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Donald Trump Paid No Income During Final Year Of His Presidency, Reported Losses In Office
Trump declined to make his tax returns public during his two presidential bids and campaign for office, even though all other major-party presidential contenders have done so for decades
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Donald Trump paid no income tax during the final full year of his presidency as he noted a loss from his sprawling business interests, according to tax figures released by a congressional panel.
The records, sent out late on Tuesday by the Democratic-led House of Representatives Ways and Means Committee after a years-long fight, show that Trump's income, and his tax liability, varied dramatically during his four years in the White House.
The records trim against the Republican ex-president's long-cultivated image as a successful businessman as he mounted another proposal for the White House.
Trump and his wife, Melania, paid some form of tax during all four years, the records revealed but were able to minimise their income taxes in several years as income from Trump's companies was more than counterbalanced by deductions and losses.
The committee asked about the legality of some of those deductions, comprising one for $916 million, and members said on Tuesday the tax returns were brief on details. The panel is anticipated to release edited versions of his total returns.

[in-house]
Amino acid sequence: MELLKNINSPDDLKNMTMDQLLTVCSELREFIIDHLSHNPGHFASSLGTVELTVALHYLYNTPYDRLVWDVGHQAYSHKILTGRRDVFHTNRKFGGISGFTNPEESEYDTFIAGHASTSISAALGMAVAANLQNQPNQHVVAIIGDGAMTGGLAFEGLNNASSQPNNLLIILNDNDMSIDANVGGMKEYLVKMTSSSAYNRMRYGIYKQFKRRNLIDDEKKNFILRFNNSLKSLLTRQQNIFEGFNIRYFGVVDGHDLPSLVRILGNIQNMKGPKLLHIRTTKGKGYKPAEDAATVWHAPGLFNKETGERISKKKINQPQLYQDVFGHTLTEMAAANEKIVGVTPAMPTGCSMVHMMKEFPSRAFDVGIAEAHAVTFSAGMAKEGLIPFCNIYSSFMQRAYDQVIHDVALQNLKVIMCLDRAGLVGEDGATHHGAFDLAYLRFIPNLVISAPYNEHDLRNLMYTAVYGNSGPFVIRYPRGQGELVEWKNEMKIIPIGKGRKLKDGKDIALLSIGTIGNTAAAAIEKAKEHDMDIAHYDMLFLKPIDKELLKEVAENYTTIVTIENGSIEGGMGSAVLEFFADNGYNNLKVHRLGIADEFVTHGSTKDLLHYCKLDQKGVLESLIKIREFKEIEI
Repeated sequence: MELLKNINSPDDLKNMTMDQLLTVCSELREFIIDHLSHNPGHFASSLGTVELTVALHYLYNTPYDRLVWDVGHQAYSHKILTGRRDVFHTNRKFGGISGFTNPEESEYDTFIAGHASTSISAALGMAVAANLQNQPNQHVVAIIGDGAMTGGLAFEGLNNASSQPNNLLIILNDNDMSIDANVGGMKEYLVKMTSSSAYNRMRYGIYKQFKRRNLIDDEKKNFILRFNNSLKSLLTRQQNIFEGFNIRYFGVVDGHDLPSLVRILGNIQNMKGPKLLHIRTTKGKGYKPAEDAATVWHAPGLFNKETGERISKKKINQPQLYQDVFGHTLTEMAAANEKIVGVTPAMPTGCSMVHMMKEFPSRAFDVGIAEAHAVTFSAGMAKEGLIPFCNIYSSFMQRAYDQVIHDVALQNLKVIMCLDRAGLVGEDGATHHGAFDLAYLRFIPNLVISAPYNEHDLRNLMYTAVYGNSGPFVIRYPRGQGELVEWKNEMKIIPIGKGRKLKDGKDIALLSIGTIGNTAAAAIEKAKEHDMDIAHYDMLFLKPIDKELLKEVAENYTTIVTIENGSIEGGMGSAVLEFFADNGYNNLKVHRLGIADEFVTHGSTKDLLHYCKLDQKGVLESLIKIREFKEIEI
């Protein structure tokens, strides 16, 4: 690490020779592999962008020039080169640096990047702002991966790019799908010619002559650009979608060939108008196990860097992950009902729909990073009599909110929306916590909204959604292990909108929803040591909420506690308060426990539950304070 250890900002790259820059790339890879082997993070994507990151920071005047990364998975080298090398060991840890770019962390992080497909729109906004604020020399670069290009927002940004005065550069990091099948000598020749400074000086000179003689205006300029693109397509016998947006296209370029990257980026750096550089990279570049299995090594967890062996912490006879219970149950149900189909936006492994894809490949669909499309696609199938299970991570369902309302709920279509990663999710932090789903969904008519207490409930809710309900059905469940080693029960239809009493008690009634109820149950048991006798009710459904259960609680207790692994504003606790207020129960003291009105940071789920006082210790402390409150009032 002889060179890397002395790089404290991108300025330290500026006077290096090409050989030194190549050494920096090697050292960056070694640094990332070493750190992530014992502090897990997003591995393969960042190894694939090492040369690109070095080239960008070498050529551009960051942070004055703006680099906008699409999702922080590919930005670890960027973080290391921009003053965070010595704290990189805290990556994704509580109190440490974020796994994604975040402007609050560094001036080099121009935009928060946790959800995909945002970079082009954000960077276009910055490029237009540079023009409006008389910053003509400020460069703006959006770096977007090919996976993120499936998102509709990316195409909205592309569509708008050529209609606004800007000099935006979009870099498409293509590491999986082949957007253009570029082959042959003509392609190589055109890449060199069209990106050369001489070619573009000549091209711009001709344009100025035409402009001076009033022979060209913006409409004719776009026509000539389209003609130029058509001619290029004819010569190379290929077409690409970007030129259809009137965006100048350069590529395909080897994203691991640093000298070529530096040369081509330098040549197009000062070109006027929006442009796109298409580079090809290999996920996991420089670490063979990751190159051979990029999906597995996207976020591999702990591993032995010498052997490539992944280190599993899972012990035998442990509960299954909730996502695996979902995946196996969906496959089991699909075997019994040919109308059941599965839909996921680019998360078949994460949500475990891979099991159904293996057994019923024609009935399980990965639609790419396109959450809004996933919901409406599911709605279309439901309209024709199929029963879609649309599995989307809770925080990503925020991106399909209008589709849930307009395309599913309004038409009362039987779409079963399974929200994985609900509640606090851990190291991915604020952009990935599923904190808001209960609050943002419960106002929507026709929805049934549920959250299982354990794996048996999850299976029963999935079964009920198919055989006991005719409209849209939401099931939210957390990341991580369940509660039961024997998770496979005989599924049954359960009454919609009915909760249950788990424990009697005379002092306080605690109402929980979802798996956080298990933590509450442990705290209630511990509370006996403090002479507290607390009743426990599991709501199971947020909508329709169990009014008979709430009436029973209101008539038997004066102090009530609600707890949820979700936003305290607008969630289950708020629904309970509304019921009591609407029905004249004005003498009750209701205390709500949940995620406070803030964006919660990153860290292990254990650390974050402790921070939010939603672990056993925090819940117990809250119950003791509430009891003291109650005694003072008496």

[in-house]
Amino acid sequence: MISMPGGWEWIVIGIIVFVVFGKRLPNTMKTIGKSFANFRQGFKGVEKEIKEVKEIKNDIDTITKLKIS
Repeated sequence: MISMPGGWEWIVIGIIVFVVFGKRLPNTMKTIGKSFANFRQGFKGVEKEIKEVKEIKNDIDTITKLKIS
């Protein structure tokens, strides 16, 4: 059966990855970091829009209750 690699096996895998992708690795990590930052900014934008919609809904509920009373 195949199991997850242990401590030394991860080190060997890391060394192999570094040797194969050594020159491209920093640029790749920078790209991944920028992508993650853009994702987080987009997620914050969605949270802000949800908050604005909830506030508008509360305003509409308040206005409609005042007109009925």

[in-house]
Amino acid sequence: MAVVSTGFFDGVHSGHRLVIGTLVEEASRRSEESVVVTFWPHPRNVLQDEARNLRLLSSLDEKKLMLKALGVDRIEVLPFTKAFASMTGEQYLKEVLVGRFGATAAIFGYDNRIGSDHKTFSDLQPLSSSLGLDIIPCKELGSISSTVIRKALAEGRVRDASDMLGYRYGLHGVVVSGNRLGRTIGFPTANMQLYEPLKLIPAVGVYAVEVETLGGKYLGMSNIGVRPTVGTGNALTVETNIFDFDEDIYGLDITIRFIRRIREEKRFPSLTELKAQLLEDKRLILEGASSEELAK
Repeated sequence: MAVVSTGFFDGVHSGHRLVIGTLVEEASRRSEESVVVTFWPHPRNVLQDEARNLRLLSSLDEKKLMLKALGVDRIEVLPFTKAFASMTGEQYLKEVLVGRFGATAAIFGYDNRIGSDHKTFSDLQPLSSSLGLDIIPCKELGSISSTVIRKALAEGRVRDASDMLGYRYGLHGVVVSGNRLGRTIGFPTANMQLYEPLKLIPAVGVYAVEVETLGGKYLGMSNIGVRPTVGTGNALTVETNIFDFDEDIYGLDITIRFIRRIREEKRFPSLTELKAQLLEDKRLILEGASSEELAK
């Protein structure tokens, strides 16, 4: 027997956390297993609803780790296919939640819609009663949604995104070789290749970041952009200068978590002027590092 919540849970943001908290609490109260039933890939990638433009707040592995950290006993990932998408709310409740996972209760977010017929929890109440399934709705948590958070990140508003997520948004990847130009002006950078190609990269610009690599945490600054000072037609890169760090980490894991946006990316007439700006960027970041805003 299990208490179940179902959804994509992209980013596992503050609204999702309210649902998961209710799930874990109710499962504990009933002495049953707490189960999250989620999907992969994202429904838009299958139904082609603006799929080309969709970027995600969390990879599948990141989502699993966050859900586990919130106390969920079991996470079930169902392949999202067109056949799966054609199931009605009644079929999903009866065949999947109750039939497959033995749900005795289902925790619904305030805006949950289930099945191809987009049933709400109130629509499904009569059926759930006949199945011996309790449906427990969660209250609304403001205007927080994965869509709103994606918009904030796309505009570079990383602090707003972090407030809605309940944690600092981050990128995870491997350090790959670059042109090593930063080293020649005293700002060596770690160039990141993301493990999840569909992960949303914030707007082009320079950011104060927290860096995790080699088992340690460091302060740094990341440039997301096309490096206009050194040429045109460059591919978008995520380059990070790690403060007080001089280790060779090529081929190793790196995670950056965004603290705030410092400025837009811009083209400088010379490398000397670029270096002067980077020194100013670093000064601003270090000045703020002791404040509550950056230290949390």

Trump declined to make his tax returns public during his two presidential bids and campaign for office, even though all other major-party presidential contenders have done so for decades.
The committee acquired the records after a years-long fight and voted on Tuesday to make them public.
A Trump spokesman said the discharge of the papers was politically encouraged.
Trump Organization spokesman Steven Cheung said on Wednesday that if this unfairness can happen to "President Trump," it can happen to all Americans without reason.
Democrats on the panel said their assessment found that tax authorities did not satisfactorily scrutinise Trump's complicated tax returns to assure accurateness.
The U.S. Internal Revenue Service is considered to audit presidents' tax returns yearly, but it did not do so until Democrats pressed for action in 2019.
The IRS appointed only one agent to the audit most of the time, and the panel found and did not analyze some of the deductions declared by Trump.
Before taking office, Trump reported heavy losses for many years from his business to compensate for hundreds of millions of dollars in income, according to media reports and trial testimony about his finances.
The documents discharged by the committee demonstrated that the pattern continued during his time in the White House.
During that time, Trump and his wife were responsible for self-employment and household employment taxes. As a result, they paid USD 3 million in taxes over those four years.
But deductions allowed them to minimize their income tax liability for several years.
In 2017, Trump and his wife conveyed adjusted gross income of negative USD 12.9 million, directing to a net income tax of USD 750, the records showed.
They jotted down an adjusted gross income of USD 24.3 million in 2018 and paid a net tax of USD 1 million, while in 2,019, they said USD 4.4 million in revenue in 2019 and paid USD 134,000 in taxes.
In 2020, they notified a loss of USD 4.8 million and paid no net income tax.
(With Reuters input)